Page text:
Arkansas’s Negligent (Vehicular) Homicide Laws and Penalties

A motorist who drives negligently and kills another person will likely face negligent homicide charges.

In Arkansas, a motorist can be charged with “negligent homicide” (also called “vehicular homicide”) for negligently causing the death of another person while driving.

Negligence. A person acts with negligence when unknowingly doing something that poses a “substantial and unjustifiable risk” to others. In other words, the person acts in way that amounts to a gross deviation from the standard of care that a reasonable person would use under like circumstances.

Causation. A driver can be convicted of negligent homicide only if there’s proof that the negligent driving was a legal cause of the death. It’s not enough to merely show the defendant drove negligently and someone died—there needs to be a direct link between the defendant’s driving and the death.

(Ark. Code Ann. §§ 5-2-202, 5-10-105 (2017).)

Negligent Homicide Penalties

Generally, negligent homicide is a class A misdemeanor. Convicted motorists face up to a year in jail and/or a maximum $2,500 in fines.

However, negligent homicide is a class B felony—a much more serious offense—if the motorist committed the offense while:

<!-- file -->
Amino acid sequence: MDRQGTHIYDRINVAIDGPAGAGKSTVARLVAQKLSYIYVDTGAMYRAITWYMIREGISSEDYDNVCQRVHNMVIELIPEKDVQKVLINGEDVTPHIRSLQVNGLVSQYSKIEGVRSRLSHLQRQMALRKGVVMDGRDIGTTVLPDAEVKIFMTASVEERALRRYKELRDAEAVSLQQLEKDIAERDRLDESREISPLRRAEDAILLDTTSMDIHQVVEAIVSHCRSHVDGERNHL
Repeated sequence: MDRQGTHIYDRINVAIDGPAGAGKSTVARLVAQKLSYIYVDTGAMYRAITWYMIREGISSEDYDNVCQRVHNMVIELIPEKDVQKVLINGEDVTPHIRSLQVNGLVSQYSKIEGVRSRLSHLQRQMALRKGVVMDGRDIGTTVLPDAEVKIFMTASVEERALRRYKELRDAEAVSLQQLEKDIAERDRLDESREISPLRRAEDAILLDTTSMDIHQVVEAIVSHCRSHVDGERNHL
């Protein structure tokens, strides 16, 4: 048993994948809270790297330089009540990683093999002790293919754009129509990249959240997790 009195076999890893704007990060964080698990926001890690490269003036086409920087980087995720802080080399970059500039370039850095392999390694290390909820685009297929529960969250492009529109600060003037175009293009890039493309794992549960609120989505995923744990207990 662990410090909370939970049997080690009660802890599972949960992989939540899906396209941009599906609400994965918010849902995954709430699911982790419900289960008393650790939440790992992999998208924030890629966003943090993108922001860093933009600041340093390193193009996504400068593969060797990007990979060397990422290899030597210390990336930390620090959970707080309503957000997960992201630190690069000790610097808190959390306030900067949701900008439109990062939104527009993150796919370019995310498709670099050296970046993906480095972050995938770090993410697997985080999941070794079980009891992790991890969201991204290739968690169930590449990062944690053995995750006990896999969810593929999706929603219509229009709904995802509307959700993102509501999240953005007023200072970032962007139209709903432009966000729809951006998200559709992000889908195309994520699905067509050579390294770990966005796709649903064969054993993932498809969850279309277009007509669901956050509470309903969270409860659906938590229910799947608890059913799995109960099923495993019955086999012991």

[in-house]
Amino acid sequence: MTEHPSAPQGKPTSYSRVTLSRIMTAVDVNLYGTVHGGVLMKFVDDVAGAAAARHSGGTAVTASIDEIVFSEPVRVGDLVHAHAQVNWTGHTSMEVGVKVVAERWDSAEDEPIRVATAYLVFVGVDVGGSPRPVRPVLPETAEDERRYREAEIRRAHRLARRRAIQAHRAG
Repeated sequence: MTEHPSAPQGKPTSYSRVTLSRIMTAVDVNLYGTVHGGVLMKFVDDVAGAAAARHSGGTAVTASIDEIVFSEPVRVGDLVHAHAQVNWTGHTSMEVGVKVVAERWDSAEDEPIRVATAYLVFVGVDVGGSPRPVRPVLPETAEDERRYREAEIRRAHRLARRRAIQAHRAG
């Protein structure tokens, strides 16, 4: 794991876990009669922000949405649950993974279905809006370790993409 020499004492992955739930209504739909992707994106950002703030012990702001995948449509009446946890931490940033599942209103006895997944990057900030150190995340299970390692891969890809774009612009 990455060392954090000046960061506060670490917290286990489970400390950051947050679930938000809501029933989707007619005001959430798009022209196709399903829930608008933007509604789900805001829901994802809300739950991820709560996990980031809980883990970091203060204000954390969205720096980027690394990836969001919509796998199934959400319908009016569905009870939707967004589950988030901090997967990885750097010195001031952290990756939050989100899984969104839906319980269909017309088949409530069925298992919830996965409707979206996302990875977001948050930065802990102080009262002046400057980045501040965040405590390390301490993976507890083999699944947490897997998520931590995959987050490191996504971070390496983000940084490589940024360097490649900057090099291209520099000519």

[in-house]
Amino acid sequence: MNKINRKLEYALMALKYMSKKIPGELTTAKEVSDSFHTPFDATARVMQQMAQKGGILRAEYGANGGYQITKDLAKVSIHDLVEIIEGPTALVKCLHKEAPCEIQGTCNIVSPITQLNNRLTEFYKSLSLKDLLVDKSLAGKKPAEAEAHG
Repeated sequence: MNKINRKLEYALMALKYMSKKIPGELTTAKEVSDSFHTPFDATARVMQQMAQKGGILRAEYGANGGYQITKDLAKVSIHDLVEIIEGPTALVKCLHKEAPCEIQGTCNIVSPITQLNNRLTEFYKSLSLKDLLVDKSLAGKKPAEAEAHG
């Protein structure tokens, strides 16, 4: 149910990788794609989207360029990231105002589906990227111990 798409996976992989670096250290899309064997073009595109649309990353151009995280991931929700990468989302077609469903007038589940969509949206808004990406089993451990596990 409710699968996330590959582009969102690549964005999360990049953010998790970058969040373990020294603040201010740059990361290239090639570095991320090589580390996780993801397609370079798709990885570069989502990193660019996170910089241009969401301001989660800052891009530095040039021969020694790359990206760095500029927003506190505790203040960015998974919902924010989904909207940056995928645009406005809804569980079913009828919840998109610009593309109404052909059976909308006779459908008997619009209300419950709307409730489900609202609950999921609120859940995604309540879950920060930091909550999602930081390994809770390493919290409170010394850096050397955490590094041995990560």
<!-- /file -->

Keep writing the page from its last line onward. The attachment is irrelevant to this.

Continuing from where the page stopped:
• intoxicated on drugs or alcohol
  • having a blood alcohol concentration (BAC) of .08% or more
  • unlawfully passing a school bus, or
  • fatigued.

For purposes of the negligent homicide statute, “intoxicated” means affect to such a degree that the motorist’s “reactions, motor skills, and judgment are substantially altered and the operator therefore constitutes a clear and substantial danger of physical injury or death to himself or herself or to another person.” The statute defines “fatigued” as having been without sleep for at least 24 hours.

Drivers who are convicted of negligent homicide as a class B felony face five to 20 years in prison and up to $15,000 in fines.

All negligent homicide convictions result in a one-year license revocation.

(Ark. Code Ann. §§ 5-4-201, 5-4-401, 27-16-905, 27-16-912 (2017).)

HOW MUCH TIME WOULD YOU ACTUALLY SPEND IN JAIL?

Sentencing law is complex. For example, a statute might list a “minimum” jail sentence that’s longer than the actual amount of time (if any) a defendant will have to spend behind bars. All kinds of factors can affect actual punishment, including credits for good in-custody behavior and jail-alternative work programs.

If you face criminal charges, consult an experienced criminal defense lawyer. An attorney with command of the rules in your jurisdiction will be able to explain the law as it applies to your situation.

Talk to a Criminal Defense Attorney

A negligent homicide conviction comes with serious consequences. If you’ve been arrested for negligent homicide—or any other crime—get in contact with a criminal defense attorney right away. The facts of every case are different. An experienced defense attorney can explain how the law applies to the facts of your case and help you decide on the best plan of action. 

FEATURED LISTINGS FROM NOLO
Swipe to view more

Talk to a Lawyer

Want to talk to an attorney? Start here.

How It Works

  1. Briefly tell us about your case
  2. Provide your contact information
  3. Connect with local attorneys
NOLODRUPAL-web3:DRU1.6.12.2.20161011.41205